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Inspired by words of Torah and prayer

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Words @ Work exhibit speaks volumes


The main sanctuary walls at Beth Jacob Synagogue in Mendota Heights are bare, like a Torah scroll, unillustrated but filled with meaning. On any given Shabbat, these walls can serve as a virtual blank canvas onto which three young artists who pray there regularly might project their mental images, inspired by the words of Torah and prayer. Eventually, those inspired images of words are transferred into more conventional artistic media that are being shared in a group show at the Sabes JCC in St. Louis Park called Words @ Work.

Take Words With You” by Aaron Greenberg Silver

Noam Sienna is the newcomer to the Twin Cities, having been raised in Toronto to a family that is both rabbinic and artistic. It was his artist father who initially taught him calligraphy, but it wasn’t until he was well into his higher educational studies at Brandeis University that he started taking it seriously.

“My art has run parallel to my academic work,” he claims. Sienna currently is a graduate student in a joint program of History and Jewish Studies at the University of Minnesota. “They reinforce each other.”

Even more curiously, his foray into Jewish/Hebrew calligraphy developed concurrently with the study and practice of body-painting with henna. Is henna-painting Jewish?

“I spent a year in Israel conducting fieldwork with henna-using Jewish communities and analyzed my research in an award-winning honors thesis titled “Old Patterns, New Skin: Jewish Henna Ceremonies and the Politics of Heritage.”

Photos of his henna work have been exhibited at the University of Toronto. Words @ Work presents his calligraphy work on ketubot.

Another transplant to the Twin Cities who found a spiritual home at Beth Jacob is Aaron Silver from New Jersey who came here in 2009 after an educational and professional sojourn in New York City. He is enthusiastic about our quality of life here, especially as a great place to raise his two children.

While Silver works in many media, including watercolors, charcoals, and sculptures in clay and metal, his contribution to Words @ Work is in paper-cutting. His “day job” is website development; much of it is for synagogues and other Jewish institutions.

“I started papercutting by taking a Jewish papercutting class by Deborah Ugoretz. I was 13, so it was a very long time ago. I first came into papercuts in a Jewish environment — not all of my papercuts are Jewish, but I don’t think my style has changed much over time,” he explains.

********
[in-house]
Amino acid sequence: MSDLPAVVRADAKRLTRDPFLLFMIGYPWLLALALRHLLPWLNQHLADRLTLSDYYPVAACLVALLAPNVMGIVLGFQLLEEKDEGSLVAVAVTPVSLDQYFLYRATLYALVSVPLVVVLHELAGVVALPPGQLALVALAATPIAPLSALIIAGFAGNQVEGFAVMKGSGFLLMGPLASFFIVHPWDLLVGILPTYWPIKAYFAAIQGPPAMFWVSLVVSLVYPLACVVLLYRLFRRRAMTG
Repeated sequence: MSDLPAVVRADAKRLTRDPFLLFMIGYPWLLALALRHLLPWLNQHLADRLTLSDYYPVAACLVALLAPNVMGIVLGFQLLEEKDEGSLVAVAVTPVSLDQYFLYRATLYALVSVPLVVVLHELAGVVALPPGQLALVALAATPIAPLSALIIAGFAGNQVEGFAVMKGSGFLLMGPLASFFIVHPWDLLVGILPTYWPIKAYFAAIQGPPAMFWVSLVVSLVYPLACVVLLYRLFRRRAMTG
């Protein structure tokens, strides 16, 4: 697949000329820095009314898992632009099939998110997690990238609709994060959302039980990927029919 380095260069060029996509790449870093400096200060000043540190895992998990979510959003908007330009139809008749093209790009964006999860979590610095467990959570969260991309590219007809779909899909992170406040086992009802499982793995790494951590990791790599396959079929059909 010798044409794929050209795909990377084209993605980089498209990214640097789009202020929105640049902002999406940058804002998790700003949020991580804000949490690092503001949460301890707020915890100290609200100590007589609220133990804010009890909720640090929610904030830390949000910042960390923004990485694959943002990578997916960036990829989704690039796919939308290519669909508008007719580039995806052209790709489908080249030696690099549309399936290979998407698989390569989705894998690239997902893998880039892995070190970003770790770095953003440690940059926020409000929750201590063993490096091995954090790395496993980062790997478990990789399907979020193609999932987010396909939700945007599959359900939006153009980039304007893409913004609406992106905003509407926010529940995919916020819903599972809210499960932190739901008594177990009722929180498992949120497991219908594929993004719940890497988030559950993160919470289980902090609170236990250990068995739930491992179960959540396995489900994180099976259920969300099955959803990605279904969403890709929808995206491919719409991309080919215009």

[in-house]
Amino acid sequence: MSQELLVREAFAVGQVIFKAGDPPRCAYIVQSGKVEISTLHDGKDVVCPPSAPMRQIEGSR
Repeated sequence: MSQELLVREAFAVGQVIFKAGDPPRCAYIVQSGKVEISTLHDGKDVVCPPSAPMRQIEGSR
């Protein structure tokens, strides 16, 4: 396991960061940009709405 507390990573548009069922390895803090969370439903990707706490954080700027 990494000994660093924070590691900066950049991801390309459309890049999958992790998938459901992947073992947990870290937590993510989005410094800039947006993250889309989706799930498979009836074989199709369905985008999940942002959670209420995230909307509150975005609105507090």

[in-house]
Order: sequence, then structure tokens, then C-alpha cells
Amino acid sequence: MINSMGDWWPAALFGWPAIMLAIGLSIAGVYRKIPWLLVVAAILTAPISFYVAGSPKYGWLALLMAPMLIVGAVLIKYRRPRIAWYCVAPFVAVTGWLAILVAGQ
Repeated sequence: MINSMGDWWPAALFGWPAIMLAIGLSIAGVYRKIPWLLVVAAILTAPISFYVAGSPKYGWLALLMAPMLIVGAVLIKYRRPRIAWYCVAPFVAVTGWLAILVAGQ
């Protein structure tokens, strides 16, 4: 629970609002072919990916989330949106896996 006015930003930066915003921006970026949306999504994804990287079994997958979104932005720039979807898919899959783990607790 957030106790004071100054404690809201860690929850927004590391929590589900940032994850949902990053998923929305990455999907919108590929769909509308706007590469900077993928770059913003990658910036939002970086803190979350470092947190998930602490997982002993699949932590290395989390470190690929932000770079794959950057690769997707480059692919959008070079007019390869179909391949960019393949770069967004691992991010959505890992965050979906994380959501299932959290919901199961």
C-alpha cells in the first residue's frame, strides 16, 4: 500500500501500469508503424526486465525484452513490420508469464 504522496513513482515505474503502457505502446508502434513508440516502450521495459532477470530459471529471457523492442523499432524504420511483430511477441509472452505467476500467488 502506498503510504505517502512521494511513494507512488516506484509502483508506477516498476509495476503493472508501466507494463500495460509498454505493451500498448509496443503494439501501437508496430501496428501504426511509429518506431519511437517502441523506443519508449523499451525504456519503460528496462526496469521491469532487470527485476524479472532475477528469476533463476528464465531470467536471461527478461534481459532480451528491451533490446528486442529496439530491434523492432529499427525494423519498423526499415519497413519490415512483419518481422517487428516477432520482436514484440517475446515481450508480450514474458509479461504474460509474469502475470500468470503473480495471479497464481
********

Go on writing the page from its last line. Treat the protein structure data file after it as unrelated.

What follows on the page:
Silver says that his creations invite the viewer to see them and the ideas they present in new ways, extracting the essence of a scene or object to portray it unencumbered by extraneous material. Although his work ranges from the serious to the playful, most of his papercuts are inspired by Jewish texts, or occasionally Jewish general concepts. His favorite Jewish themes are the concept of tikkun olam, engaging directly with living texts and personal spirituality.

“I make things that are more structured like Jewish papercuts; like a round mizra — it has Jerusalem, it has the tree of life, it has lions, traditional Jewish symbols. I have done Jewish work that isn’t classically Jewish,” he adds.

Silver’s work has been exhibited in Brooklyn at the Park Slope Jewish Center and at the St. Paul JCC.

Demetrios Marcos Vital (you can call him D. Marcos) is the only Twin Cities native of a family that immigrated here from Patra, Greece. A University of Minnesota graduate, he learned safrut (the art and craft of being a sofer) in New York, working with Neil Yerman and renowned soferet Jen Taylor Friedman and others, later doing graduate studies at the Jewish Theological Seminary. He got his first taste for the art during high school when Mt. Zion brought a scribe in to restore the synagogue’s scrolls.

Vital’s recent calligraphic artwork is what he calls “off the beaten track,” that branches off from traditional artistic tracks of safrut. He uses letters and texts that connect the art with his personal and our shared Jewish history in an artistic context, combining Hebrew safrut traditions and texts with modern sources of inspiration.

Parts of those sources are found in modern science. In addition to his work as Outreach Coordinator for the U’s Center for Holocaust and Genocide Studies and Congregational Educator at Beth Jacob, Vital is an accomplished scientific illustrator. Working with scientists in fields as varied as Anthropology and Entomology, he has been able to “research and bring methods and materials from many fields — chemistry, archaeology, natural history — into my art.”

Tychman-Shapiro Gallery Curator Robin Awend approached each of these artists separately with her idea for the show, not knowing their congregational commonality. Call it serendipity, or just proof that HaShem works in curious ways. In any case, it’s ours to enjoy.


Words @ Work runs from through March 26 at the Sabes JCC, 4330 S. Cedar Lake Rd., St. Louis Park.

(American Jewish World, 2.10.17)

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